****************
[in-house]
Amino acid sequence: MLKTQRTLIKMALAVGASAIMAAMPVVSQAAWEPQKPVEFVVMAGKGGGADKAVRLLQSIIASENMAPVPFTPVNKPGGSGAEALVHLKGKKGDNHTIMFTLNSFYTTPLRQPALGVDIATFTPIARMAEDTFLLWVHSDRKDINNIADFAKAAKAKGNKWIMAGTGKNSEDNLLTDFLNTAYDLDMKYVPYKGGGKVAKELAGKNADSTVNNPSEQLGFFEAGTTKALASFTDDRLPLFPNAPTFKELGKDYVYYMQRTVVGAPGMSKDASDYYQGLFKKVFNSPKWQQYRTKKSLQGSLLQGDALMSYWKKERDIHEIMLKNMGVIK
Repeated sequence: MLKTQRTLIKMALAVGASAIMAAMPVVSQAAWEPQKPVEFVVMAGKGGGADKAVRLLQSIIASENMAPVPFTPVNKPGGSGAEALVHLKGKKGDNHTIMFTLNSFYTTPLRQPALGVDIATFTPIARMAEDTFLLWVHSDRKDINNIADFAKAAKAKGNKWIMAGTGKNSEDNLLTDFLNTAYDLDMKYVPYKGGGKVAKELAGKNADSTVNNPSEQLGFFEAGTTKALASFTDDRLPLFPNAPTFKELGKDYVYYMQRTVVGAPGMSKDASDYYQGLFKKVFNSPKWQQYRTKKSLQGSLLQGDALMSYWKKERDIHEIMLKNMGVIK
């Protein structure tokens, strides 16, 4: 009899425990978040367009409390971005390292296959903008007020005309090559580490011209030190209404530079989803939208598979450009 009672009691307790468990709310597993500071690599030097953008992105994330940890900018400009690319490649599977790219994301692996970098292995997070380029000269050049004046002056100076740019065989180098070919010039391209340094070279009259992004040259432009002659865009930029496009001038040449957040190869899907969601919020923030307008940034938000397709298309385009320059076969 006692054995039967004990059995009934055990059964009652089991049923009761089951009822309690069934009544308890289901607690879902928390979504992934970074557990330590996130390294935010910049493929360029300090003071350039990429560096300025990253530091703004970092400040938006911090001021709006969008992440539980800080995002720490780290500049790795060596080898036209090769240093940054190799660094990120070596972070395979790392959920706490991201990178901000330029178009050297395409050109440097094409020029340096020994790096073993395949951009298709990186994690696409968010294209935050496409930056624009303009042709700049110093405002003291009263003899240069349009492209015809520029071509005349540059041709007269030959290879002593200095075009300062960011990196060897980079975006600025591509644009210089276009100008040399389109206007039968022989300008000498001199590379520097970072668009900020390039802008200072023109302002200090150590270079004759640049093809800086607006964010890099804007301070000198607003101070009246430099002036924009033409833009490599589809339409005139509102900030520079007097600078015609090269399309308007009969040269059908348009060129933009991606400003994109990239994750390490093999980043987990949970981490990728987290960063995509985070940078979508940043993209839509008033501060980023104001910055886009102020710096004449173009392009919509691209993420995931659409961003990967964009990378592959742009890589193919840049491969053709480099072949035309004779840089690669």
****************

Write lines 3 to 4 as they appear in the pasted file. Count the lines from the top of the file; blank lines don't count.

Repeated sequence: MLKTQRTLIKMALAVGASAIMAAMPVVSQAAWEPQKPVEFVVMAGKGGGADKAVRLLQSIIASENMAPVPFTPVNKPGGSGAEALVHLKGKKGDNHTIMFTLNSFYTTPLRQPALGVDIATFTPIARMAEDTFLLWVHSDRKDINNIADFAKAAKAKGNKWIMAGTGKNSEDNLLTDFLNTAYDLDMKYVPYKGGGKVAKELAGKNADSTVNNPSEQLGFFEAGTTKALASFTDDRLPLFPNAPTFKELGKDYVYYMQRTVVGAPGMSKDASDYYQGLFKKVFNSPKWQQYRTKKSLQGSLLQGDALMSYWKKERDIHEIMLKNMGVIK
């Protein structure tokens, strides 16, 4: 009899425990978040367009409390971005390292296959903008007020005309090559580490011209030190209404530079989803939208598979450009 009672009691307790468990709310597993500071690599030097953008992105994330940890900018400009690319490649599977790219994301692996970098292995997070380029000269050049004046002056100076740019065989180098070919010039391209340094070279009259992004040259432009002659865009930029496009001038040449957040190869899907969601919020923030307008940034938000397709298309385009320059076969 006692054995039967004990059995009934055990059964009652089991049923009761089951009822309690069934009544308890289901607690879902928390979504992934970074557990330590996130390294935010910049493929360029300090003071350039990429560096300025990253530091703004970092400040938006911090001021709006969008992440539980800080995002720490780290500049790795060596080898036209090769240093940054190799660094990120070596972070395979790392959920706490991201990178901000330029178009050297395409050109440097094409020029340096020994790096073993395949951009298709990186994690696409968010294209935050496409930056624009303009042709700049110093405002003291009263003899240069349009492209015809520029071509005349540059041709007269030959290879002593200095075009300062960011990196060897980079975006600025591509644009210089276009100008040399389109206007039968022989300008000498001199590379520097970072668009900020390039802008200072023109302002200090150590270079004759640049093809800086607006964010890099804007301070000198607003101070009246430099002036924009033409833009490599589809339409005139509102900030520079007097600078015609090269399309308007009969040269059908348009060129933009991606400003994109990239994750390490093999980043987990949970981490990728987290960063995509985070940078979508940043993209839509008033501060980023104001910055886009102020710096004449173009392009919509691209993420995931659409961003990967964009990378592959742009890589193919840049491969053709480099072949035309004779840089690669």